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UVM Students Pay for Facebook Faux Pas 

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BURLINGTON -- Flipping through the college Facebook used to be a great way to get to know your classmates. But the 2-year-old campus-based social networking website -- www.facebook.com -- may occasionally provide a little too much information.

The site, which has more than seven million users at 2100 colleges and universities and 22,000 high schools nationwide, is open only to people with email addresses ending in .edu. And only members of a school's real community can browse its virtual facebook community and interest groups: people who ride bikes, for example, or math majors.

Or so it seems. In reality, parents, employers, law enforcement officers and journalists can easily sneak a peek at what students are posting to the site. And that's landed some University of Vermont students in hot water. Kids seeking props from their peers will do the darndest things.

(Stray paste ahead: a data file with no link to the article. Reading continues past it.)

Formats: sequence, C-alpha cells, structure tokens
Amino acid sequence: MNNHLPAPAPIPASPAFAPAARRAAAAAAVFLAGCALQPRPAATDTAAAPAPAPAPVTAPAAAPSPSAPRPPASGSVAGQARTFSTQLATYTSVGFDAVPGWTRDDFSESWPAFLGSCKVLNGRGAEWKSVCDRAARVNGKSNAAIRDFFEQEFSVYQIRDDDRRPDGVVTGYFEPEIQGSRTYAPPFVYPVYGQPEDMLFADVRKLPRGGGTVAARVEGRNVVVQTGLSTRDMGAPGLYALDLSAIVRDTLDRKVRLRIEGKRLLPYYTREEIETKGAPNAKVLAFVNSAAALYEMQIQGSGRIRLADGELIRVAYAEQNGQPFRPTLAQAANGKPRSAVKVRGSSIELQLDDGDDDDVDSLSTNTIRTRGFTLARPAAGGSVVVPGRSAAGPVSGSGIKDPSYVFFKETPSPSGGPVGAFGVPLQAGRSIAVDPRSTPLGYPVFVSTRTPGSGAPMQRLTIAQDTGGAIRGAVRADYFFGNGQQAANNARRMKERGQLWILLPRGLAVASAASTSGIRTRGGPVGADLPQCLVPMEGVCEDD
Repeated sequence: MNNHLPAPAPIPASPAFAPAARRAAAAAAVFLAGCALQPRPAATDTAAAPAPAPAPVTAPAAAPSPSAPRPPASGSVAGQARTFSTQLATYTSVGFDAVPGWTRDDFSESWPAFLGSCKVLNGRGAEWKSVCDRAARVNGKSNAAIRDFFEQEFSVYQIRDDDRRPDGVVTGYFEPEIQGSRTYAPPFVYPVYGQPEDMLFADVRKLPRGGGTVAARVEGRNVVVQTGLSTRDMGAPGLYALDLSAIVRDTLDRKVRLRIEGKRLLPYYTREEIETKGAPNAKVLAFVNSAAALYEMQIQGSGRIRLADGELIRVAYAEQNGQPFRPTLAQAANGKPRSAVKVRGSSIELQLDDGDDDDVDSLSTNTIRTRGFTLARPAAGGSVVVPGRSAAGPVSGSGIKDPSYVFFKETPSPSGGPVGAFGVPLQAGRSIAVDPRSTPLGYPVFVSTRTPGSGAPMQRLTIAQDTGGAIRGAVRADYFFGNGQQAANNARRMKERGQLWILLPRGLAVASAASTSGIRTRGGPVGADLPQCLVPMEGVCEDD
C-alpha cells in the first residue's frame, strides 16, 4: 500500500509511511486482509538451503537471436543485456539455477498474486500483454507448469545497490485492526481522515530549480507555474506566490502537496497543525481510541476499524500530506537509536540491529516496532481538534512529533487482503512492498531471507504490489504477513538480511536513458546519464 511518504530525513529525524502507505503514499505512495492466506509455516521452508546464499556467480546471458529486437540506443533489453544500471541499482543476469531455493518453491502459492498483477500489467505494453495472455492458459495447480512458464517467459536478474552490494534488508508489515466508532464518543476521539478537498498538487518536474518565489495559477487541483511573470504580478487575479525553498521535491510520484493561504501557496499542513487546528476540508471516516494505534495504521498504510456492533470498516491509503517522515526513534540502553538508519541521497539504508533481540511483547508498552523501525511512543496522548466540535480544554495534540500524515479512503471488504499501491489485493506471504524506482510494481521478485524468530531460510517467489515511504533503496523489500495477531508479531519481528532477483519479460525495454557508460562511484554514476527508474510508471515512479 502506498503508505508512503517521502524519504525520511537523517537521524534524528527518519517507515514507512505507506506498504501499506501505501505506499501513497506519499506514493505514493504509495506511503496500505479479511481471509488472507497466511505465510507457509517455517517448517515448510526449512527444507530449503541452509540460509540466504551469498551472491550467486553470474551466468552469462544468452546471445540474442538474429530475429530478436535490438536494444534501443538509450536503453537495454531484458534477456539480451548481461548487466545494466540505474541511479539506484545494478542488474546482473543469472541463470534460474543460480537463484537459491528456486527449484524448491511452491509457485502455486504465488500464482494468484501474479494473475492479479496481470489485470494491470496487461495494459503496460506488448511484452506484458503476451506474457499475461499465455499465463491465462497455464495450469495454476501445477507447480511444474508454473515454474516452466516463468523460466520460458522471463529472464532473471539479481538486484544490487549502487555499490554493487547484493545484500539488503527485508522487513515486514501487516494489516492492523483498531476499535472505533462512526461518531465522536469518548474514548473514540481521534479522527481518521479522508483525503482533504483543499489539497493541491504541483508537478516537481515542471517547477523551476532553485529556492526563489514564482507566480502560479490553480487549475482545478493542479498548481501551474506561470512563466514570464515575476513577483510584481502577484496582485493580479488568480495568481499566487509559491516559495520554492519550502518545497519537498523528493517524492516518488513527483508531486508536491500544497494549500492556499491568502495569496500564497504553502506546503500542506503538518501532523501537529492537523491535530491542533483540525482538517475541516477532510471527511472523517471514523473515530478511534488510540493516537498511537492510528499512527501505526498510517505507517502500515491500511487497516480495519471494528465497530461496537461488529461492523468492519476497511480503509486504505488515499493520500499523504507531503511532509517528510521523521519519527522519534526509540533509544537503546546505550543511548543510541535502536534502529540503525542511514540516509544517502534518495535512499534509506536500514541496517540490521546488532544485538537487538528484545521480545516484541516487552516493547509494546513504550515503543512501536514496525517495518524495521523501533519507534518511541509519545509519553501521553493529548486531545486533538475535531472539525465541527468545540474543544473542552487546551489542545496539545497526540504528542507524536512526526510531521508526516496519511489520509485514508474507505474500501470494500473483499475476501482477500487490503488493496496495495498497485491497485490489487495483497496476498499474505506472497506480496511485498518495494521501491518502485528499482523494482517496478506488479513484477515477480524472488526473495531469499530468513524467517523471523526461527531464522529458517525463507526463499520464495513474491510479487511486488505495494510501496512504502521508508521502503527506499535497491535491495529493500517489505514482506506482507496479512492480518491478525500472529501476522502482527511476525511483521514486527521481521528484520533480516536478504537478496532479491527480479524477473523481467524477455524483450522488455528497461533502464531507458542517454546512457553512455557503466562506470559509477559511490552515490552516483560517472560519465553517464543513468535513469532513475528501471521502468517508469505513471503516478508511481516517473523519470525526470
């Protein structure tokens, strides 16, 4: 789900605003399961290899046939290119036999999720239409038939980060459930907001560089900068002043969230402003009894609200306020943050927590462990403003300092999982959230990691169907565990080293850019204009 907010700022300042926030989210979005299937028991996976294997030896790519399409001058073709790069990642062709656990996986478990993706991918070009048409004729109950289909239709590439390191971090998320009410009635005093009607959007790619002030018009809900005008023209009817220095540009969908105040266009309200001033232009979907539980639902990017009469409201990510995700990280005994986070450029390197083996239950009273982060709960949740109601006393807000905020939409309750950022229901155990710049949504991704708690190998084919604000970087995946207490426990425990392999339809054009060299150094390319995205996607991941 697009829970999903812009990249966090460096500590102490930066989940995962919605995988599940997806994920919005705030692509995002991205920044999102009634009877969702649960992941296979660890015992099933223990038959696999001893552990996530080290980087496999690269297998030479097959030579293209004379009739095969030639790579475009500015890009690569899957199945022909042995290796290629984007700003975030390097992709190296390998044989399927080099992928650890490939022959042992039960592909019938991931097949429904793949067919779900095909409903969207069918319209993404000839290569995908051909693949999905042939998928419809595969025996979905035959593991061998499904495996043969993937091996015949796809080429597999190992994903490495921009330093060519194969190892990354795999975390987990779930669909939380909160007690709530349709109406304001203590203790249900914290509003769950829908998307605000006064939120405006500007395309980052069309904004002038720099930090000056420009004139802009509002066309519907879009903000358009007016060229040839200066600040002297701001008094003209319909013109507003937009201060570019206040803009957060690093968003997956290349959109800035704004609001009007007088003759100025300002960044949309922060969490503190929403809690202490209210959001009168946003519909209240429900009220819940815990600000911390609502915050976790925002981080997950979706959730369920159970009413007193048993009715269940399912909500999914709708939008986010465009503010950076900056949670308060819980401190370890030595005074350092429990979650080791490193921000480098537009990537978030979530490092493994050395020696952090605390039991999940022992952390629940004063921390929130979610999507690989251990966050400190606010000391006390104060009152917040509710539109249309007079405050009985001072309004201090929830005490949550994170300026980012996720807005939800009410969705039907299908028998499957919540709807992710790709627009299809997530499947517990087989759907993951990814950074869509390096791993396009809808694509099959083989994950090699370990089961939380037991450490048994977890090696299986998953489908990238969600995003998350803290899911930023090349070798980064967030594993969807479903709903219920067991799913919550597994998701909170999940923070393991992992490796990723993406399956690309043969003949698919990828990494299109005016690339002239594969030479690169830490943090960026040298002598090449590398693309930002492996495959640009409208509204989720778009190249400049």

For example, one UVM Facebook group calls itself "I go to UVM and I smoke trees." Its profile photo shows a marijuana plant posed in front of an American flag. More than 250 students have joined. Click on their profile thumbnails and you can usually find their names, interests, email addresses and dorm room numbers. It's startlingly easy to find snapshots of students smoking pot; some of them look as if they're taking bong hits in their dorm rooms. One woman in the group uses a picture of a few dank clumps of weed as her profile photo.

Publishing such incriminating evidence on the Internet is clearly unwise, especially since students aren't the only ones who have access to the site. UVM faculty and staff also have uvm.edu email addresses, and can create their own accounts; UVM Chief of Police Gary Margolis has one.